A's acquire reliever Clippard, send infielder Escobar to Nats

A's acquire reliever Clippard, send infielder Escobar to Nats

Yunel Escobar is on the move again.

Less than a week after acquiring him from the Rays in the Ben Zobrist deal, the A's have traded the veteran shortstop to the Nationals for reliever Tyler Clippard.

Escobar has mainly played short during his eight-year career with the Braves, Blue Jays and Rays, but he could fill a hole at second base for the Nats. The 32-year-old has spent 21 games at the position, all coming as a rookie in 2007.

Washington's current starter at second, Danny Espinosa, has struggled offensively over the past two seasons. The club also signed Dan Uggla to a Minor League deal, but has continued to look for other solutions.

Must C: Crushed

Escobar hit .258/.324/.340 with seven homers and 39 RBIs for the Rays last season and owns a career line of .276/.347/.381. He is set to make $5 million this season and $7 million in 2016, with a $7 million team option or $1 million buyout for '17.

That would allow the Nats to use Escobar at shortstop this year if they were to trade Ian Desmond, or next year if Desmond leaves as a free agent.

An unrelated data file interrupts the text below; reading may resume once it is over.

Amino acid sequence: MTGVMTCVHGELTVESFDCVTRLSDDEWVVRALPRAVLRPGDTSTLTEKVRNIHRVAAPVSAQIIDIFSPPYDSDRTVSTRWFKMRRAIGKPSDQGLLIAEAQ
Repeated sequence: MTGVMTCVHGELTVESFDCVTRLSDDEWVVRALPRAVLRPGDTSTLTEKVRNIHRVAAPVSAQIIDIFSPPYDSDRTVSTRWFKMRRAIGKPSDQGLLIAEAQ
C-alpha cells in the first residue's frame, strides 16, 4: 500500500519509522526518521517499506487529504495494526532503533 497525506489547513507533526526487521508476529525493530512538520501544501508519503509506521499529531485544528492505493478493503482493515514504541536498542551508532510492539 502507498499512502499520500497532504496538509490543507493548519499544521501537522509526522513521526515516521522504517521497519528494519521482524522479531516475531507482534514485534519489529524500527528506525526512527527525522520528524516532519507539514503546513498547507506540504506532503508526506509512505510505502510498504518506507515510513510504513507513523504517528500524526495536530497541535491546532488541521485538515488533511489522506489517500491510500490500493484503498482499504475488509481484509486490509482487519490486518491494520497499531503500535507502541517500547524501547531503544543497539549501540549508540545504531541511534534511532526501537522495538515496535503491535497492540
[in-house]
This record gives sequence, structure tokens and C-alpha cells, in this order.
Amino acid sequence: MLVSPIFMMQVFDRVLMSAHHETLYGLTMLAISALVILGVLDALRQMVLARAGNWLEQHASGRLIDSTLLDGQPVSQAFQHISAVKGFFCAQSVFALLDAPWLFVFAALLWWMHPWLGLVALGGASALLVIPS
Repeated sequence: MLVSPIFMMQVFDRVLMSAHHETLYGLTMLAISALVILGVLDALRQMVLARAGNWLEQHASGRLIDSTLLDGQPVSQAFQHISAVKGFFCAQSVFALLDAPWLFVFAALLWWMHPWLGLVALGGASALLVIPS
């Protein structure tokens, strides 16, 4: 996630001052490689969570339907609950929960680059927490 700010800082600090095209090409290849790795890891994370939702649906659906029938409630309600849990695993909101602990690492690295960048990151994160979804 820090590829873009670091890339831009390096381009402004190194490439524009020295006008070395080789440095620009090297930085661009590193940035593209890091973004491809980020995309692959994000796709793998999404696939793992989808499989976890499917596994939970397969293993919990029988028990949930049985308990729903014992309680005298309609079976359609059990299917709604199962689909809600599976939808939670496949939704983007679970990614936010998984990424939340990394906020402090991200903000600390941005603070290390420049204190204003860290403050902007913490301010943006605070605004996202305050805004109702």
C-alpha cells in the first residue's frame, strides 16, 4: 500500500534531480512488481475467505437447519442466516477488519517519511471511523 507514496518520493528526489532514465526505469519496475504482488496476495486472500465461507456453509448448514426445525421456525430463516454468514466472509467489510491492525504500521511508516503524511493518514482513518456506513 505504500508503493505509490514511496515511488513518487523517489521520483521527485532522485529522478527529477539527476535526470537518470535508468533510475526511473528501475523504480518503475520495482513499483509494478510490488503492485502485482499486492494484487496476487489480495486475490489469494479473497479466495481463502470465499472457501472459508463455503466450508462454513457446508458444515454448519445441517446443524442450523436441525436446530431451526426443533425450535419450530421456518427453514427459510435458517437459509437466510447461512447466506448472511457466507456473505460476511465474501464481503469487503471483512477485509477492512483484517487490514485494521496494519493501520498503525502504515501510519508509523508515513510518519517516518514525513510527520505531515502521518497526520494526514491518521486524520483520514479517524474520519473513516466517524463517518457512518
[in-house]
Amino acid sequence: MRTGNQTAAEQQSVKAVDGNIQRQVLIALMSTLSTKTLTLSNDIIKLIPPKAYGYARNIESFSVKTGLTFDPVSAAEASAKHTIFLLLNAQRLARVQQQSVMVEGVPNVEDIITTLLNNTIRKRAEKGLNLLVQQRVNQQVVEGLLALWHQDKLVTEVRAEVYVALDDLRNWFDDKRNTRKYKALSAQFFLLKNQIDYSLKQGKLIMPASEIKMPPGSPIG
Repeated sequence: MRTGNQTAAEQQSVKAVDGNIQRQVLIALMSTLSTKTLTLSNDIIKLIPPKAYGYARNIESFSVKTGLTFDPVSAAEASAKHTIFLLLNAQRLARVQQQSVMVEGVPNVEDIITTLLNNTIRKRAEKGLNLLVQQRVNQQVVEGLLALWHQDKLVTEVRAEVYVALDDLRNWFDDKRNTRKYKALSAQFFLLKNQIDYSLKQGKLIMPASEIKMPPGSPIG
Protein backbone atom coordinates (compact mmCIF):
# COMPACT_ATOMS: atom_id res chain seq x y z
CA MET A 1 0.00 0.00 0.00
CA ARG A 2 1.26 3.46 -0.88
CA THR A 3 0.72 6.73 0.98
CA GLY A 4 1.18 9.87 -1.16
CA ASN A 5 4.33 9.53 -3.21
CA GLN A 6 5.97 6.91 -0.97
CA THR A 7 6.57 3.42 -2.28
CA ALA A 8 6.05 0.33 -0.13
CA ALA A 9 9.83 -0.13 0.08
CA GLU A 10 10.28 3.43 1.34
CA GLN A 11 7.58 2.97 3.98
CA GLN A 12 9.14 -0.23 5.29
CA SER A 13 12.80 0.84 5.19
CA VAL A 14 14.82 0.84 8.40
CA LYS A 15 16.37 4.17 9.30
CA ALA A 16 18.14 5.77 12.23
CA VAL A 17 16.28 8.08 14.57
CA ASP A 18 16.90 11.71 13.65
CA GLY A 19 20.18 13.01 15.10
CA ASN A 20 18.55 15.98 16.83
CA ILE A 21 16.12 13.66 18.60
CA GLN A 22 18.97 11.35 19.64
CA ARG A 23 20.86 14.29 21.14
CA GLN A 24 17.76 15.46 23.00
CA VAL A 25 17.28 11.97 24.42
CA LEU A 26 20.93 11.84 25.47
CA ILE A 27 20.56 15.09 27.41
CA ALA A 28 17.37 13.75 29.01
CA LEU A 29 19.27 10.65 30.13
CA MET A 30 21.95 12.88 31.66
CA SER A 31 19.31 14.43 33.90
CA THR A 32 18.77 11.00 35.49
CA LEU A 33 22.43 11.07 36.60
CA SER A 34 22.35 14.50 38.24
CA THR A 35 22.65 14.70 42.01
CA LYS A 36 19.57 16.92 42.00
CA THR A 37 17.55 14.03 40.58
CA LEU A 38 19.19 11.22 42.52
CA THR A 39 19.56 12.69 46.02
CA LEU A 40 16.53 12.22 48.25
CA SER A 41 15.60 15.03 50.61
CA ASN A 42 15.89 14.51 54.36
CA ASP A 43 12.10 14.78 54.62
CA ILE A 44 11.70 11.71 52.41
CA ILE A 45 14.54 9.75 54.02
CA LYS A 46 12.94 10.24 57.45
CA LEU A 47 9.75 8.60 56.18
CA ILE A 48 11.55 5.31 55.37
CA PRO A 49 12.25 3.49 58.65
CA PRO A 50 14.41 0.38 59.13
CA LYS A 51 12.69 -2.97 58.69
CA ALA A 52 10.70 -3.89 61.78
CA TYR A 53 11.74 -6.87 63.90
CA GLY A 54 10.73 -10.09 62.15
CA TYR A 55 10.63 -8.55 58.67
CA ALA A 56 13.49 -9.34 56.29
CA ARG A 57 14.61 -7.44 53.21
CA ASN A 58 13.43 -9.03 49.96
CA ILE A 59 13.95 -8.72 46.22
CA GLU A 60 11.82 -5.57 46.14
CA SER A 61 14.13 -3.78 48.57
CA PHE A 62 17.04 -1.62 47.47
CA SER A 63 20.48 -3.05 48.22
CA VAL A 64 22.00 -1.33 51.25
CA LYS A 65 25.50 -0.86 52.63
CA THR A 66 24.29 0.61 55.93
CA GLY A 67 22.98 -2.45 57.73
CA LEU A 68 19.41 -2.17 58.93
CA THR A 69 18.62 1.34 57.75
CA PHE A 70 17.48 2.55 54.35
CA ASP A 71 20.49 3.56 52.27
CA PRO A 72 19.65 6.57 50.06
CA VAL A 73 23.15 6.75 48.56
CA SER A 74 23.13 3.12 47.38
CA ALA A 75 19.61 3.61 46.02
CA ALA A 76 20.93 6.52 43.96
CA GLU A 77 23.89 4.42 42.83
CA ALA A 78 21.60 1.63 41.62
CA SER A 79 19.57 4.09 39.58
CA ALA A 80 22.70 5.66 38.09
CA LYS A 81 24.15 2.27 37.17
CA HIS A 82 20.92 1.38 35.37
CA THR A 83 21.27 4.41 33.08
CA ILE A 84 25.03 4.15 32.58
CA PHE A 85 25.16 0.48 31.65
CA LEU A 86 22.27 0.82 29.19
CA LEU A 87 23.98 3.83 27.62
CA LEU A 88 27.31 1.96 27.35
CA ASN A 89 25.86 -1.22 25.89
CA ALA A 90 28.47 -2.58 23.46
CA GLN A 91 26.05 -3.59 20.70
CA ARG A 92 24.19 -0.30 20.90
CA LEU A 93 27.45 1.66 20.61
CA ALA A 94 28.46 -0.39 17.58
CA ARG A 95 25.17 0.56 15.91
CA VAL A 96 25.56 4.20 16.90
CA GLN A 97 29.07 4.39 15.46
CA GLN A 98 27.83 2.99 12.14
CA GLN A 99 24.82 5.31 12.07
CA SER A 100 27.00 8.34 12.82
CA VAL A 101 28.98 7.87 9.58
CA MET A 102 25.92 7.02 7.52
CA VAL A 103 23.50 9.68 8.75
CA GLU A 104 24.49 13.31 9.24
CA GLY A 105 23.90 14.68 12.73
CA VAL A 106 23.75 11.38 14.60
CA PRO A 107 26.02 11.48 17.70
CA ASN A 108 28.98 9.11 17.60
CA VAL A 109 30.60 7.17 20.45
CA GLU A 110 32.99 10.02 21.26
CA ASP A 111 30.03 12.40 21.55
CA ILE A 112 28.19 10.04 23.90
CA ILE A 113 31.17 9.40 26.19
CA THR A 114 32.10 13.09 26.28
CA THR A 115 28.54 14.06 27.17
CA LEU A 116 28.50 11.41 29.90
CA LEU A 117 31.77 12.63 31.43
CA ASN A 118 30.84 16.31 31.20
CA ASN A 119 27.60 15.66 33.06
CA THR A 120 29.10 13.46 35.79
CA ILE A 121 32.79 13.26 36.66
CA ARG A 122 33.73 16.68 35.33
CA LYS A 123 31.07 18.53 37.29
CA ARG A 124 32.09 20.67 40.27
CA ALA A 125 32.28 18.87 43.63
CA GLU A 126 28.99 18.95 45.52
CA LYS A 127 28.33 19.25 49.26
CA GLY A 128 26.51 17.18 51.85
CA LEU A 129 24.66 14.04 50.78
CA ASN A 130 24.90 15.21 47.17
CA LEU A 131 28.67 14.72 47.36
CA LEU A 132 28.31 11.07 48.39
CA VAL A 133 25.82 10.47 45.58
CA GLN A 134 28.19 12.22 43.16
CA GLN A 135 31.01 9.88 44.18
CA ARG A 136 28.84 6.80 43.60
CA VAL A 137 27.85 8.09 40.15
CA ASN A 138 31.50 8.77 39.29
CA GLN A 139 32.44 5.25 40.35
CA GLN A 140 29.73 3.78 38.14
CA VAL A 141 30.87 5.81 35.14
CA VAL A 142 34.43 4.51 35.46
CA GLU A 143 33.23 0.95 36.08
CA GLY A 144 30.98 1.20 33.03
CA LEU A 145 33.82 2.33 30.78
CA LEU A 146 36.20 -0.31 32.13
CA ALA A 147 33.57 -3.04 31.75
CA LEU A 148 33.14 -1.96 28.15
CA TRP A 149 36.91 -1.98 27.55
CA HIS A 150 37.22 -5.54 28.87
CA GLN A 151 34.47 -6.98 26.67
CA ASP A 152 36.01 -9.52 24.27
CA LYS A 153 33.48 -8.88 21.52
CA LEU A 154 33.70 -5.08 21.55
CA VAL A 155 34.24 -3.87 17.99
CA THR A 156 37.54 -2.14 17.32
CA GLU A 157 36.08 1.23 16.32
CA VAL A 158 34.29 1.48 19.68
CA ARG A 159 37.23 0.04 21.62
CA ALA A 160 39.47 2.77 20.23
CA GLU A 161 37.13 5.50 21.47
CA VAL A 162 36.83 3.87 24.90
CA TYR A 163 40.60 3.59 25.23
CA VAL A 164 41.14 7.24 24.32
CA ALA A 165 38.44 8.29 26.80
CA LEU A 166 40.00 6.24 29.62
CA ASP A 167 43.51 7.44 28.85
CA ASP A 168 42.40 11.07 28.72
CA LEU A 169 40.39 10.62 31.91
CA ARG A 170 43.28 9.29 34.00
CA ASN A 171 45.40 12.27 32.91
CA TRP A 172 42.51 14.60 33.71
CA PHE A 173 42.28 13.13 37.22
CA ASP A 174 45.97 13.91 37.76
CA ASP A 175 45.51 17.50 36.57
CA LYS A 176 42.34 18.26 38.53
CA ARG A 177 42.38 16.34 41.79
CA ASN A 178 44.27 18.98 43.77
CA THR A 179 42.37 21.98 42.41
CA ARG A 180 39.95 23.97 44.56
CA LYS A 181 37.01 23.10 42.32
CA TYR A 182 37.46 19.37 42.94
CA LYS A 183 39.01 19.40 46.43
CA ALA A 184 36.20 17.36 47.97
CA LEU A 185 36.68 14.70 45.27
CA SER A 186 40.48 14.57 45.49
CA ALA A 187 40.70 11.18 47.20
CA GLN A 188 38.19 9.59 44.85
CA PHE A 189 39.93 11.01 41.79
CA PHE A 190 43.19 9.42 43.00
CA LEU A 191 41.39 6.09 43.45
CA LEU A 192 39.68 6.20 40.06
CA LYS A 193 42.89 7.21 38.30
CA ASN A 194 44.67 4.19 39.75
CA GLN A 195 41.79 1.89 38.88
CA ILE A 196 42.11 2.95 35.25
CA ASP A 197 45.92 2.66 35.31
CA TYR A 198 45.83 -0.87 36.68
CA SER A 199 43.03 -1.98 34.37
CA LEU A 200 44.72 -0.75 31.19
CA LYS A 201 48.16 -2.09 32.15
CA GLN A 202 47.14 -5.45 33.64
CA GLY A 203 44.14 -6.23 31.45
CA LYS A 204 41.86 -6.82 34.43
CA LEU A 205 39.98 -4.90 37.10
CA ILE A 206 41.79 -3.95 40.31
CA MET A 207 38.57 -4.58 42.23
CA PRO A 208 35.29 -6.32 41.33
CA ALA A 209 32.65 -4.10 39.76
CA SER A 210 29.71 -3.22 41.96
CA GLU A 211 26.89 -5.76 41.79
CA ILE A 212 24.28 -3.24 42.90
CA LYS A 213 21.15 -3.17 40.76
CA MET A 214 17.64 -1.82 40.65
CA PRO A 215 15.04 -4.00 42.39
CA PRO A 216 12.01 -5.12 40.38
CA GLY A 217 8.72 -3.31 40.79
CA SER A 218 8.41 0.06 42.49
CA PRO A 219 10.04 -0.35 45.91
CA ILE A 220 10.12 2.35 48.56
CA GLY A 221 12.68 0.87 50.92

The A's, meanwhile, get a consistent and prolific bullpen piece. Clippard, who turns 30 on Feb. 14, has made more than 70 appearances in five straight seasons while posting a 2.63 ERA and striking out 10.4 batters per nine innings. Last season, the right-hander earned his second All-Star appearance, going 7-4 with a 2.18 ERA, 23 walks and 82 strikeouts over 70 1/3 innings.

Left-hander Sean Doolittle is the incumbent closer for Oakland, but Clippard could either help in that role or slide in as a setup man. He has 34 career saves, including 32 in 2012.

Clippard, who made $5.875 million last year, is arbitration-eligible for the third time and is set to become a free agent after this season. He had been with Washington since it acquired him from the Yankees in December 2007 after his first season in the big leagues.

Andrew Simon is a reporter for MLB.com. Follow him on Twitter @AndrewSimonMLB. This story was not subject to the approval of Major League Baseball or its clubs.